Use this URL to cite or link to this record in EThOS: https://ethos.bl.uk/OrderDetails.do?uin=uk.bl.ethos.754451
Title: Commanded capitalism : a study of the Beijing 'Financial Street'
Author: Fitzgerald, Mark C.
ISNI:       0000 0004 7427 4872
Awarding Body: Goldsmiths, University of London
Current Institution: Goldsmiths College (University of London)
Date of Award: 2018
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Abstract:
China’s economy continues to fascinate. For some time now, it has been the focus of a discourse centred on the nature and implications of the phenomenon of Chinese state capitalism. Much of the research on this phenomenon has highlighted the country’s industrial sector. However, another distinctive yet comparatively under-researched characteristic of contemporary Chinese state capitalism is its financial system. Although the basics of this system are widely understood, the specifics remain very much a black box. In what follows, I position Beijing’s financial centre as a scholarship void that that will provide grounded insights into this lacuna in our understanding of a particular aspect of state capitalism in China. In particular, this study focuses on the Beijing ‘Financial Street’ (jinrong jie; 金融界). Drawing on a strand of economic sociology that focuses on institutions, networks, social capital and culture, the financial centre is seen here as a setting supporting a central component of China’s model of economic model. This setting is characterised by a networked hierarchy of firms constitutive of the commanding heights of the country’s financial system. In turn, this networked hierarchy is shown to be embedded and configured according to larger, more elaborate networks inclusive of the party-state. It is argued that the organisational structure of Chinese state capitalism in the Financial Street takes the form of a political financial industrial complex, which differs from the popular image of financial centres as spaces of globalised capital flow. Financial centres are phenomena of our time. They are the organisations according to which the economic landscapes of capitalism are configured. Whilst what is written here may be read as an attempt to bring the financial centre back down to earth, to ground it in a sustained scientific inquiry, this thesis is also meant to fit into the broader field of multiple capitalisms research. As a focal point for state capitalism, studying the Beijing Financial Street can tell us how China’s particular brand of capitalism is being constructed. It provides a window into some of the mechanics of Chinese economic development. This is important for deepening our knowledge and understanding of the nature of capitalism in general.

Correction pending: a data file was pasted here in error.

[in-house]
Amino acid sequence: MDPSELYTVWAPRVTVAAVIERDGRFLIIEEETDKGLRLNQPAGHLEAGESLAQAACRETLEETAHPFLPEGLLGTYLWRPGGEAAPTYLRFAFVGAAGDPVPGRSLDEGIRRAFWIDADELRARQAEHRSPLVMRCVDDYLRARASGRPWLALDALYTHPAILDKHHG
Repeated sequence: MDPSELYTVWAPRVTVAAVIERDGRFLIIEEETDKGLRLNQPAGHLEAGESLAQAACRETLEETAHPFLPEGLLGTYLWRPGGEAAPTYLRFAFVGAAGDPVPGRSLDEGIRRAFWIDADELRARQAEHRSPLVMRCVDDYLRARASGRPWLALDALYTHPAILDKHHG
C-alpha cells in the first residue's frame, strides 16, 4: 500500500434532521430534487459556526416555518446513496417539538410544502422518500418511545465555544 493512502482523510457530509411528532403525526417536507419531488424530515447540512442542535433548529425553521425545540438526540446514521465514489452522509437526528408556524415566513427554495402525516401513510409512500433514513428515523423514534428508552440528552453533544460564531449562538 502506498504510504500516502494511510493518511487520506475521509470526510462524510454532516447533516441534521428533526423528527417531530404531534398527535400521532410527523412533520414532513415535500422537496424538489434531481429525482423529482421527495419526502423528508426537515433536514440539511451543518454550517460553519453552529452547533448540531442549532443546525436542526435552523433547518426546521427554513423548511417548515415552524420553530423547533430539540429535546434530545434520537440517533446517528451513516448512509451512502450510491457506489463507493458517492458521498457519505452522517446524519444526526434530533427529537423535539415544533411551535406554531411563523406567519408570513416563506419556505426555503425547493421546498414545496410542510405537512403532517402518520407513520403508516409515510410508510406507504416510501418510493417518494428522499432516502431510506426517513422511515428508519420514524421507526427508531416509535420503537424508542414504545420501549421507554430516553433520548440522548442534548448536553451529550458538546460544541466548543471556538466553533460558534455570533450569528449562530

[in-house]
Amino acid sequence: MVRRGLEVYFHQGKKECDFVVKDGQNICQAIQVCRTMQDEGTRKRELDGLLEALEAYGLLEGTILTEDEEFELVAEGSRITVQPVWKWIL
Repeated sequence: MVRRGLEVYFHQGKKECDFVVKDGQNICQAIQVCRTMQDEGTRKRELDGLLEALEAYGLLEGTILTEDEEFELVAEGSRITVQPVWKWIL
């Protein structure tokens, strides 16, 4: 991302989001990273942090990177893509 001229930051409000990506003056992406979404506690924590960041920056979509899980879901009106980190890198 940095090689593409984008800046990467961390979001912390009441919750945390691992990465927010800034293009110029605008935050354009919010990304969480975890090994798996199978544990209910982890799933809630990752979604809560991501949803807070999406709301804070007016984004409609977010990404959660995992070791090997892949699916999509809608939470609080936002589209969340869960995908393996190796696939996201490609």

Supervisor: Not available Sponsor: Not available
Qualification Name: Thesis (Ph.D.) Qualification Level: Doctoral
EThOS ID: uk.bl.ethos.754451  DOI:
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